Identi.ca includes a location identification option using GeoNames data.  Tie-in to the Dutch West Indies follows:

New Countries

Flag of Curacao

Three new countries came into being after the dissolution of the Netherlands Antilles in October 2010… ISO assigned the code BQ to the three BES islandsRead More via GeoNames

Published in: on 14 January 2011 at 12:05 pm  Leave a Comment  
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Spam Expands In Space-Time

As data usage expands into new dimensions, from 2-D print to the internet and now geolocation, spam will tag along.

Foursquare is offering an essentially useless promotion, a Starbucks frappuccino special that is taking on a distinctly spam like aspect: It’s a low-value offer available only to a tiny number of people.

Tod Maffin noted that the ubiquity of Starbucks, with the chain’s next-to-worthless Foursquare offer, poses a serious challenge to the app’s usefulness. It is location spam, LBS spam or “Something You Aren’t Interested in Nearby!”

There are more Starbucks in this city than stop lights. One intersection even has two Starbucks! That means that pretty much any time you use Foursquare in Vancouver, you’re going to get an offer from Starbucks.

Problem is, the Starbucks offer is lousy. It’s only for the person who has checked in the most — and even then, it’s a cheap offer: $1 off a limited number of their cold beverages.

Negative benefits

Apparently the law of diminishing returns from too much advertising can move on to a second phase of dis-utility, which actually drives customers away. This is an even worse outcome than not advertising at all!

Forrester gives the concept some in-depth coverage: Foursquare Advertising Getting Less Interesting.

Published in: on 3 August 2010 at 9:31 am  Leave a Comment  
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Thoughts about Emotional Data in Wiredset Blog

Foursquare User Numbers Soar

The title of the article Data Driven Experiences: Emotional Data, by Mark Ghuneim is fascinating, however, I’m concerned about address-level sharing of geo-spatial information as part of social networks.

FourSquare is a phone application that has seen soaring popularity since the 2010 SXSW event in Austin,Texas in March. Details of how the application works can be found at the Foursquare.com site. I was dismissive initially. It seemed little more than a way of telling others where you are at the moment, maybe make a restaurant recommendation, and earn very cute badges based on level of activity.

Activity is measured by the user’s “check-in” to a location, which is received and time stamped via mobile device by FourSquare and further validated by GIS-type service. Of course there is the element of competition by earning badges and becoming “Mayor” of a location. FourSquare also offers users a less blatant way of informing friends, and possibly everyone else, that you shopped at a great new clothing boutique, or went dancing at an upscale club over the weekend. Better yet, if you made an appearance at not merely one nightclub but three, in a single evening! FourSquare would be very effective for that. Why? Well, the app is new and not yet hacked or gamed by savvy users, it is far more credible than heresay and not subject to human error.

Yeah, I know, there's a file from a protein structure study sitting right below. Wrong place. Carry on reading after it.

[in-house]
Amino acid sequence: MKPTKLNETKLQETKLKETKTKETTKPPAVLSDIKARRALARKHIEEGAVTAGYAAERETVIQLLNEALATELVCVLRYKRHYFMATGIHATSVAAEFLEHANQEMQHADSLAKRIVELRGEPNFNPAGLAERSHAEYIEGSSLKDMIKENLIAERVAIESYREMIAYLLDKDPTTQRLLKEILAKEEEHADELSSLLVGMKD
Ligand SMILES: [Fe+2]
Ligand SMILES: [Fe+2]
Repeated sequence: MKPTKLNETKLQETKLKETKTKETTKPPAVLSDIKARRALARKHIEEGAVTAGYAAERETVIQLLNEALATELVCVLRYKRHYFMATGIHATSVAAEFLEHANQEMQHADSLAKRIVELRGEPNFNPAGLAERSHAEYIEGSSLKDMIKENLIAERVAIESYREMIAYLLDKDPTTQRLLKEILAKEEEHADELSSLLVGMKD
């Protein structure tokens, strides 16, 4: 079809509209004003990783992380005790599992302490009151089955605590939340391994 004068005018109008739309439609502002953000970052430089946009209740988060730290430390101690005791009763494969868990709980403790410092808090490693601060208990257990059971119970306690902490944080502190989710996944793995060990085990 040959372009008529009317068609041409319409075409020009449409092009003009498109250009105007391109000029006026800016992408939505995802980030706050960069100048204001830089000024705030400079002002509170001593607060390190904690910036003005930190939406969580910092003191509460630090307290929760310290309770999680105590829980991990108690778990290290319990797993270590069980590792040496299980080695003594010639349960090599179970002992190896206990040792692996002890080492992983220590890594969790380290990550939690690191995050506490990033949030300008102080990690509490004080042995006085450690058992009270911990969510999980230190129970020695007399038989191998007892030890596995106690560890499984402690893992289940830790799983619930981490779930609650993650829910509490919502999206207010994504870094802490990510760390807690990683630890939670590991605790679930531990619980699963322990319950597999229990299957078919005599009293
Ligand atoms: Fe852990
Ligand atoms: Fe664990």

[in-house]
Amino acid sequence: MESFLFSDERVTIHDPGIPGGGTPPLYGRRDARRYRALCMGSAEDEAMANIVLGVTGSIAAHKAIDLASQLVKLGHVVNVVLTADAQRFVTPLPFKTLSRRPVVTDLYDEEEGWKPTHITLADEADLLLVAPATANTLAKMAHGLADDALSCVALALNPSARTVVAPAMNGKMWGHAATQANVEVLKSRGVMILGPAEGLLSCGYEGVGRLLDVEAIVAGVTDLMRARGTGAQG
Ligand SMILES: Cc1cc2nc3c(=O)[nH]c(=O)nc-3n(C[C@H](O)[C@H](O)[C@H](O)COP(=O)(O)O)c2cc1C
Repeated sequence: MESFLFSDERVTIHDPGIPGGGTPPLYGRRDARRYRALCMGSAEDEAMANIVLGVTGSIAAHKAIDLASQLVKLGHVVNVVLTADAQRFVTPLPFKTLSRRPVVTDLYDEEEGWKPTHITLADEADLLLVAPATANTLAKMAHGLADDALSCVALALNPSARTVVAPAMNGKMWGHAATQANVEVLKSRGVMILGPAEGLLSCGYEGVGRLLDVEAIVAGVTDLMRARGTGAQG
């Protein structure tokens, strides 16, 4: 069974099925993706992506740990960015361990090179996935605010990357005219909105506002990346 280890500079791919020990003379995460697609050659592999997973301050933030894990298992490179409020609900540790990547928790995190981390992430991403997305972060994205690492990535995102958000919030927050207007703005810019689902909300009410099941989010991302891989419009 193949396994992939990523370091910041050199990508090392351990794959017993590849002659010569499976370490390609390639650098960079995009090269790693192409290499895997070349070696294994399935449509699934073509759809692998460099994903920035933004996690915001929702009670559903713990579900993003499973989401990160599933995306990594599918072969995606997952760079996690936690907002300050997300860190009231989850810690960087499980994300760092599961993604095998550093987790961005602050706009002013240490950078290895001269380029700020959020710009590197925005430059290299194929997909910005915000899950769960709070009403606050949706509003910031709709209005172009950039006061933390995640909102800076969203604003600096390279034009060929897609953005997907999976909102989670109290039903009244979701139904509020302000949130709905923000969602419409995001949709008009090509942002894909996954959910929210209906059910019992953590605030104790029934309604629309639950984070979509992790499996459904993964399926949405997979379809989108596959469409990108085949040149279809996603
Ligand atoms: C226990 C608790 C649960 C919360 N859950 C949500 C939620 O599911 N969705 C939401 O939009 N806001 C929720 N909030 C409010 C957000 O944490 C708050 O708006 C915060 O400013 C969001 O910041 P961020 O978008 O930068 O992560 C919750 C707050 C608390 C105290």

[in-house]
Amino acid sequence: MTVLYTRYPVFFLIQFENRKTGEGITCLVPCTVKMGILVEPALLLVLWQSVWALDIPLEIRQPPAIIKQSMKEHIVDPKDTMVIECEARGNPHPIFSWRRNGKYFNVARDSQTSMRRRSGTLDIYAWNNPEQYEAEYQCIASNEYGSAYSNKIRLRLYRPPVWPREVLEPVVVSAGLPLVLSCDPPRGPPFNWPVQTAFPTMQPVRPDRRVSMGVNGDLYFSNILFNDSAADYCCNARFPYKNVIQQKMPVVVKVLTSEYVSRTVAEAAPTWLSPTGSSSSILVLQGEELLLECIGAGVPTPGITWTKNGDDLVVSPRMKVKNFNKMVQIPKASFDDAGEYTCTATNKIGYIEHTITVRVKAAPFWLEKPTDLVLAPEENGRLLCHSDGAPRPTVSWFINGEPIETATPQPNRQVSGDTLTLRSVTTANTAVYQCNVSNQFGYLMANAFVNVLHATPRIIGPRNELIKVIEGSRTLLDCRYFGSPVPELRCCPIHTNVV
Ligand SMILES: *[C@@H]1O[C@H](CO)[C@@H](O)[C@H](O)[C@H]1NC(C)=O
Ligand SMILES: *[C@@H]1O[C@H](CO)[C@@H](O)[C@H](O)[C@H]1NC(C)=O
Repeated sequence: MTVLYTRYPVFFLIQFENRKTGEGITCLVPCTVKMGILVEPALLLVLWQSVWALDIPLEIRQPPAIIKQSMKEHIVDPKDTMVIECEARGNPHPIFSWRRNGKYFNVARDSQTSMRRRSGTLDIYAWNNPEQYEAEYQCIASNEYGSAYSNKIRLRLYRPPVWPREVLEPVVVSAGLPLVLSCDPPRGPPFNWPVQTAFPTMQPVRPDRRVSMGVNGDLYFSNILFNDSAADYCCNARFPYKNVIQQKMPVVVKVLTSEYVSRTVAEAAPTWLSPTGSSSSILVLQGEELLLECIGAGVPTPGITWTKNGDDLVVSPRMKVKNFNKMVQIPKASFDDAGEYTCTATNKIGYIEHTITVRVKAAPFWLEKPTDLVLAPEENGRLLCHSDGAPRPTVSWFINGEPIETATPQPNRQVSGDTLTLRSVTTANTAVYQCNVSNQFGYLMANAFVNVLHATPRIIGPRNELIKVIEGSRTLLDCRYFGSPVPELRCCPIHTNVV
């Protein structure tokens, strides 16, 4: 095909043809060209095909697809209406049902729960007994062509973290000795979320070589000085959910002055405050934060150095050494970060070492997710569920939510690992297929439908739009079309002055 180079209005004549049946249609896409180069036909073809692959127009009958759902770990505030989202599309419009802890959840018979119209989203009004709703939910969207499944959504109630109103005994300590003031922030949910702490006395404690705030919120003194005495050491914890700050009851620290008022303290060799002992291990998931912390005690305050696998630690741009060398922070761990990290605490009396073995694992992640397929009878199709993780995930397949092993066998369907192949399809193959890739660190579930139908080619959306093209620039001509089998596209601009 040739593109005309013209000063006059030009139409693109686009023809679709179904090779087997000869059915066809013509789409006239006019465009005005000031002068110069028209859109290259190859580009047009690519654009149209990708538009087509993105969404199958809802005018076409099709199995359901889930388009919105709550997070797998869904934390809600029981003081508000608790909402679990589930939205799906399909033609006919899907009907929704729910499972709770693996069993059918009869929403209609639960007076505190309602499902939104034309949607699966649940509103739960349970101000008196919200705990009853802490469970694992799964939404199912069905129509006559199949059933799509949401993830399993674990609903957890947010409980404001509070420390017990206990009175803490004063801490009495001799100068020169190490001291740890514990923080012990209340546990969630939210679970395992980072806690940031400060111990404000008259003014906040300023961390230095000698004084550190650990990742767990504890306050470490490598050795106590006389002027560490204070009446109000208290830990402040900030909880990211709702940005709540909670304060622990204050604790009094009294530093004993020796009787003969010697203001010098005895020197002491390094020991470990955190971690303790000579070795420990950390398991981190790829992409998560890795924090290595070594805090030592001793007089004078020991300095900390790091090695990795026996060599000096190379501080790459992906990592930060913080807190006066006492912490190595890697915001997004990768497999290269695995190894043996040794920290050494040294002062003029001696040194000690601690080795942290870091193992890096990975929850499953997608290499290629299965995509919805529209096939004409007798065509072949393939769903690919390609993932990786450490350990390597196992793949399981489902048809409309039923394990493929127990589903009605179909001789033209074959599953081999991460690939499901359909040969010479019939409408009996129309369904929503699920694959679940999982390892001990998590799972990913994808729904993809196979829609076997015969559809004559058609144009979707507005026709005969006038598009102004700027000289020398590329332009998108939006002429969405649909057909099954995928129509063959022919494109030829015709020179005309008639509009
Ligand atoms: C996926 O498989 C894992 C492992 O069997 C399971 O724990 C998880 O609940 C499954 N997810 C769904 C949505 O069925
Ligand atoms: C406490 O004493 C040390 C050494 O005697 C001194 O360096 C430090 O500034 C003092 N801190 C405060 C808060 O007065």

Foursquare activity in TX

Foursquare activity @ SXSW 2010, Austin TX

At first glance, FourSquare and similar didn’t seem terribly compelling. Merely more of the popularity contest and conspicuous consumption effect? Well, I didn’t foresee much potential for widespread appeal for another social networking phenomena, different but novel in its own way: the Facebook game, Farmville… and I was so very wrong.

Foursquare Logo

Businesses will certainly find value from subscriptions to FourSquare user data feeds. Geo-spatial data based social network applications, described by the more general term of LBS, location-based services, are attracting attention in unexpected ways.

For example, FourSquare advocates introduce the alluring idea that it actually enriches the lives of users with a collectively magnified knowledge base of the world to draw on, leading to a higher level of engagement with everything.

However, I believe that most possible benefits are far outweighed by the risks of over sharing. The most obvious negative consequence is increased vulnerability, impacting personal, family and property security. Note that FourSquare does have a posted privacy policy , about which I am not informed enough to comment.

Published in: on 2 April 2010 at 11:21 am  Comments (2)